HL Deb 23 April 1888 vol 325 cc139-44

in rising to move that this Bill should be referred to a Select Committee, said, he had some difficulty in introducing the Motion to their Lordships, as he was not certain in what way it was going to be met by his noble and learned Friend (Lord Herschell). As far as his researches extended, he believed it was absolutely without precedent that a Minister of the Crown in charge of a Bill should be refused the opportunity of sending that Bill to a Select Committee. If, however, he had understood him correctly, the noble and learned Lord on the Front Opposition Bench rather intimated on a former occasion that he intended to resist the Motion for the reference to a Select Committee. What had happened had a little surprised him, and he thought that a Motion should have been made on the second reading to reject the Bill; but instead of that being done, criticisms had been made on clauses of the Bill. The Bill passed through that House last Session without any serious objection to any principle in it. It was said, that the drafting of the Bill was defective; if that were so it should be sent to a Select Committee, where all points could be discussed across the Table, and he hoped that his noble and learned Friend would assent to that course. He believed it would be possible in a Select Committee to mould the Bill, if objectionable, into such a form as would produce a great improvement with respect to the expense, facility, and speed of land transfer. There were some who took the view that registration should be confined to sales; but if it were so confined the result would be simply to add one process to the mode in which land is transferred. Last year in "another place" Mr. Fowler thought it necessary that the Bill should be referred to a Select Committee of their Lordships; and he had received representations to the same effect from almost all the law societies in the country. He hardly thought that the noble and learned Lord appreciated the difference between the Act of 1875 and the state of things now existing in consequence of the Settled Land Act and the Conveyancing Act. He believed that if the principle of compulsory registration both on sale and succession were agreed to, a Select Committee would be the best body to carry that principle into effect. Some noble Lords had been prejudiced by previous attempts at legislation in this direction. He believed one cause which had prevented the success of those efforts had been undue timidity in shortening the period for showing a good title. He was extremely anxious that the Act when passed should not be a mere barren addition to the Statute Book.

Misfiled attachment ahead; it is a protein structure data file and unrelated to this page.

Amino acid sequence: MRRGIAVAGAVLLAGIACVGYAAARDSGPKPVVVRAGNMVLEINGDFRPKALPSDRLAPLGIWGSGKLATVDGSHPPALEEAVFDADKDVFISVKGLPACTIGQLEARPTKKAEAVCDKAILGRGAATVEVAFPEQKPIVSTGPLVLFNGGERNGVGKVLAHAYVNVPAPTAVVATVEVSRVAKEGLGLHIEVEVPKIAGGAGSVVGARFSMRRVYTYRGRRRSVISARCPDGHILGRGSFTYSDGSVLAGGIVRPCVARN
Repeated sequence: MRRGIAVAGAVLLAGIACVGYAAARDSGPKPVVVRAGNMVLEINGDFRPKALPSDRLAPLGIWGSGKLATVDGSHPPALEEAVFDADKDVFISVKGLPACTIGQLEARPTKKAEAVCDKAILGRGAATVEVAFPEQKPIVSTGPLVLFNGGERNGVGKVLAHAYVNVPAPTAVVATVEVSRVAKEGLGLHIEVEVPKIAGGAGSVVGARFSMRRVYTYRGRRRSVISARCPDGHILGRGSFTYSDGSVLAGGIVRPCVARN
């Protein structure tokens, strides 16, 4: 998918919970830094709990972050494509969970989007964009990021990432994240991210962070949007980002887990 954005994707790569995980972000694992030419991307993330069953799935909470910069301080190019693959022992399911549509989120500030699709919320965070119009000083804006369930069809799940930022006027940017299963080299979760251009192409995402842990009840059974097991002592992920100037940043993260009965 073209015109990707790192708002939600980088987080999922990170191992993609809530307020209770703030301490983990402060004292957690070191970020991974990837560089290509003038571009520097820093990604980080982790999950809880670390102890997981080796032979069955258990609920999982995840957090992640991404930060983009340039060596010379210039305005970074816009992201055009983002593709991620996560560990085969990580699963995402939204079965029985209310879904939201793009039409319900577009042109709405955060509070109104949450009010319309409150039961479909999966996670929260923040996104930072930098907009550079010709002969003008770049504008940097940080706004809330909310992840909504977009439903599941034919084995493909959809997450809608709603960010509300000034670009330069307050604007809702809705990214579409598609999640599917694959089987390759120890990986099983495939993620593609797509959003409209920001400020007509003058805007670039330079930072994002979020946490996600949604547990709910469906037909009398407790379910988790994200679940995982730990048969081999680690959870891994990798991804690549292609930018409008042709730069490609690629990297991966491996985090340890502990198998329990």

Moved, "That the Bill be referred to a Select Committee."—(The Lord Chancellor.)


said, that he had not the slightest intention of dividing the House on the question, as he knew it would be absolutely useless to do so; but in spite of his noble and learned Friend's lecture he must renew his protest against referring the Bill to a Select Committee on the ground that it would not be for the public advantage. The Bill was one of great importance, and did much more than embody any single principle. The House might be agreed on the general question of registration of title. But it was another matter to insist on registration both in transactions inter vivos and on successions. The House had expressed no view on that extension. Their Lordships would be as well able to deal with the important questions raised by the Bill as a Select Committee. The Committee was to include four lawyers, the rest being laymen. No doubt the House would not be bound by the determination of the Select Committee; but there was a natural impatience in the House to discuss a matter which had been referred to a Select Committee. There were several important questions which would have to be considered; whether the owner would have to register before transfer to a purchaser; whether registration was to be compulsory on every succession or only when transfer took place; and whether a distinction should be drawn between a possessory or qualified and an absolute title. There was, further, the important question of succession on intestacy, which certainly ought not to be decided by a Select Committee. Then, if the Select Committee were intended to revise the drafting of the Bill, he should certainly decline to take part in so dangerous an operation. He believed that after a Select Committee had tinkered with the Bill, it would be found when it came into operation that they had created confusion instead of avoiding it. Besides, the legal Members of the House had not time to spare from their judicial duties to deal with a Bill of this character in a satisfactory manner. It was perfectly true, as his noble and learned Friend had said, that the law societies were in favour of referring the Bill to a Select Committee; but it was with the proviso, which had been rejected by his noble and learned Friend, that evidence should be taken by the Committee.